As an EXAMPLE : I worked with another Electrical Engineer ( who should have worked for Subaru !) on his Problem SUBARU : together we discovered that the apparent DESIGN for his vehicle had ALL the Operating Characteristics of being DESIGNED to function properly ONLY with a very expensive LITHIUM-ION (very-expensive !) Battery. this was pretty much verified when we substituted a Li-Ion Battery from my pet POV Cessna Plane : for the several winter months that he had my Li-Ion Battery in his Outback ... the car's Electrical STARTING SYSTEM WORKED PERFECTLY ! During the SAME period, his OEM Battery was on Battery Maintainer ressurection program, and was near perfect when put back in service late next spring: BUT after only a couple week, that OEM battery was again DYING A SLOW DEATH !!! So we incorporated the Battery Maintainer into his Subaru, just like in mine! Both of us have great servive from ( *%^%^ !!!) OEM Sbaru Batteries when kept on Life Support this way!!!!
 

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2019 Forester Touring
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I don't do anything. My Forester still has the original battery made in the last quarter of 2012 and continues to start without issue even though in these days of CV-19 my only driving is 22 km/14 miles each way to the supermarket once a week. Not even subzero nightly temps faze it, nor has stop/start.
I’m having your experience for the most part. After 5 years, I had to replace the OEM battery in my wife’s daily driven 2015 Outback late last year (the Outback was purchased new first of November 2014).

Five years on an OEM battery is roughly what I’d expect for a battery in that price range. Incidentally, her Outback is driven roughly 40 miles every M-F, back and forth to work.

On my other non-daily drivers, I have CTEK battery “tenders” (2009 Tacoma now on battery #2, 2014 BMW 2-Series on original battery, and 2005 MINI, now on battery #3, which I installed last year.

My daily driver is a 19 Forester Touring, original battery with no tender attached, bought new in October 2018. No battery issues so far. We live in upstate SC.

My daughter (lives in San Diego) has a 2013 Crosstrek as her driver, and it’s on battery #2, installed in the summer of 2018.

I think any manufacturer’s OEM battery does good to give 5 years of service before needing replacement, but that’s only my opinion, based on 66+ years of life experience.

I would certainly expect harsher climates, both hot and cold, would have more of an impact on battery lifetimes.
 

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2015 ; 2.5i ; 15,000 Miles (I drive a lot less than I used to !!!!)
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I’m having your experience for the most part. After 5 years, I had to replace the OEM battery in my wife’s daily driven 2015 Outback late last year (the Outback was purchased new first of November 2014).

Five years on an OEM battery is roughly what I’d expect for a battery in that price range. Incidentally, her Outback is driven roughly 40 miles every M-F, back and forth to work.

On my other non-daily drivers, I have CTEK battery “tenders” (2009 Tacoma now on battery #2, 2014 BMW 2-Series on original battery, and 2005 MINI, now on battery #3, which I installed last year.

My daily driver is a 19 Forester Touring, original battery with no tender attached, bought new in October 2018. No battery issues so far. We live in upstate SC.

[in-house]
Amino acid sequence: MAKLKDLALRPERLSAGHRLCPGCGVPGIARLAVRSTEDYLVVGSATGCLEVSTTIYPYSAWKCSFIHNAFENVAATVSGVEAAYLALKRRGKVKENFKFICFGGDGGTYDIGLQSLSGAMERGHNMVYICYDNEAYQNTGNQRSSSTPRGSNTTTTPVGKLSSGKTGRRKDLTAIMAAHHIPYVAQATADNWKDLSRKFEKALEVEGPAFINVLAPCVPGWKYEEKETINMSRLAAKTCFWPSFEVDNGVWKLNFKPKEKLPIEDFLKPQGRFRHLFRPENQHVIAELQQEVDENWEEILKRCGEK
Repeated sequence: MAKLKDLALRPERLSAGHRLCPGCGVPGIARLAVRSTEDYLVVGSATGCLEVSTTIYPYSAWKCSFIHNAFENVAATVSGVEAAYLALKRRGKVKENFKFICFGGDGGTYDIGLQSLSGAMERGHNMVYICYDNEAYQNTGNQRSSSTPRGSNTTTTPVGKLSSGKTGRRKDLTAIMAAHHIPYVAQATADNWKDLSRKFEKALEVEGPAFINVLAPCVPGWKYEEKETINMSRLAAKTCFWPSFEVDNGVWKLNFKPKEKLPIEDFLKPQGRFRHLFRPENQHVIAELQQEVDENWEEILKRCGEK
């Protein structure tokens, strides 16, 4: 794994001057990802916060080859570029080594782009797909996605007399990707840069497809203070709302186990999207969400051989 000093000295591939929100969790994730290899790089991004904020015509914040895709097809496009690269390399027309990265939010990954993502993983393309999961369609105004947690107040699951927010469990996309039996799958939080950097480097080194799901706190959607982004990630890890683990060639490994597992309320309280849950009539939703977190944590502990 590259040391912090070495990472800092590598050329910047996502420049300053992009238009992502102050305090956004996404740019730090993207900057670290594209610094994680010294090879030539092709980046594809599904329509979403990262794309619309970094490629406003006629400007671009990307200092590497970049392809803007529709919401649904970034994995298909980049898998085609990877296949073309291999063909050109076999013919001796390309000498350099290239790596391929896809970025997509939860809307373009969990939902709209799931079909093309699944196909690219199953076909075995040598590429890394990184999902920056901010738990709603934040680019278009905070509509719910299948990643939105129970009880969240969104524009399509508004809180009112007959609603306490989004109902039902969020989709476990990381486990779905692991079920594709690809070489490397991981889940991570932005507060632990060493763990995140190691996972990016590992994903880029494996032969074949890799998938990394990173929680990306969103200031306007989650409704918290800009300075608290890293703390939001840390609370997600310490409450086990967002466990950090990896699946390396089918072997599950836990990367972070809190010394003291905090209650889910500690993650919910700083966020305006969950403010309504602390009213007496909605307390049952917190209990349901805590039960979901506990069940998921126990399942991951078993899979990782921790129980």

My daughter (lives in San Diego) has a 2013 Crosstrek as her driver, and it’s on battery #2, installed in the summer of 2018.

I think any manufacturer’s OEM battery does good to give 5 years of service before needing replacement, but that’s only my opinion, based on 66+ years of life experience.

I would certainly expect harsher climates, both hot and cold, would have more of an impact on battery lifetimes.
Hold on to your socks : my previous car was a 2003 Buick LeSabre, bought used 2005, sold to my GrandDaughter last month still with its ORIGIONAL OEM Battery !!! It is the model which puts the Battery under the rear seat for LONGEVITY PROTECTION, instead of under the hood!!! It had the Lead-Calcium Maintenance Free DELCO and was still going strong when SOLD! Buick Alternator/Regulator keeps the Battery charged FULL TIME @ 14.75-Volts and I never had to do anything to it in any way, shape, or form !!!! It was ALSO the Model where Buick had a Driver Info Readout that FULL TIME told the driver what the Voltage was : as the car was END-TO-END fully electronic seats, butt-warmers, etc. , etc. , ETC. !!!!! Never had any issues with IT. Then there is my Outback with the "Battery-Mis-Management" Fuel Saving mis-application of Ecology Principels .... and its endless DEAD-BATTERY ISSUES, until I put the self-installed Battery Maintainer System under the hood. This was the ONLY way that I was able to get anything like My BUICK's Electrical Reliability !!! Other than THAT, I really like my Outback, as I treat it like my Buick when my Hands are CLEAN, and I treat it like an old TRUCK when my hands are DIRTY !!!! As a very active retiree, I now do EVERYTHING with my OutBack : nice travel Cross-Over Vehicle, and a very capable Load-Handler when I need to carry heavy loads for doing Heavy Work outside the house (lumber, bricks, bags of concrete, sand, etc.). At 77-years old, have seen my share of everything, but until my OutBack I had never seen a vehicle with such an UNRELIABLE BATTERY/CHARGING-SYSTEM, except possible my 1963 Chevy BelAire 6-Banger that had a 6-Volt Battery and GENERATOR with a VIBRATING-REED Voltage REGULATOR !!! Now THERE was a BEAST of a machine when it came to keeping it STARTABLE, especially in the winter when Temperatures hit 20-BELOW-ZERO up there in the Northern States !!!